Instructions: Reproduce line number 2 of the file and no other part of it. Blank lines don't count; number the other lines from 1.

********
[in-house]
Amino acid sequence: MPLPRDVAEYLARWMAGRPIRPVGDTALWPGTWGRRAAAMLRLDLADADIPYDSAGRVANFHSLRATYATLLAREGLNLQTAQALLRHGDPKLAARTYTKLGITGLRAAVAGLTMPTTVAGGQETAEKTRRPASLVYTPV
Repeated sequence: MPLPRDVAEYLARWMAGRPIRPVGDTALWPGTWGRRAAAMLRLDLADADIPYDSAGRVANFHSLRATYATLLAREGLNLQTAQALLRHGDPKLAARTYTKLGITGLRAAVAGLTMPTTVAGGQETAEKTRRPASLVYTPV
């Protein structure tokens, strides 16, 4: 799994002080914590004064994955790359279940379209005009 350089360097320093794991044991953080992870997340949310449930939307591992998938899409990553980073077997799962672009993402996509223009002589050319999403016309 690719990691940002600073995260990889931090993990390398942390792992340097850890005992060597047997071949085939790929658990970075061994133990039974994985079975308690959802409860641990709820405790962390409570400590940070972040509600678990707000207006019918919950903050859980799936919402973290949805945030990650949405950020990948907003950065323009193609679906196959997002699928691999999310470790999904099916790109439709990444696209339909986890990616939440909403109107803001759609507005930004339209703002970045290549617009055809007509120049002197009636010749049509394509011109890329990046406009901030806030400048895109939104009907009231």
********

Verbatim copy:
Amino acid sequence: MPLPRDVAEYLARWMAGRPIRPVGDTALWPGTWGRRAAAMLRLDLADADIPYDSAGRVANFHSLRATYATLLAREGLNLQTAQALLRHGDPKLAARTYTKLGITGLRAAVAGLTMPTTVAGGQETAEKTRRPASLVYTPV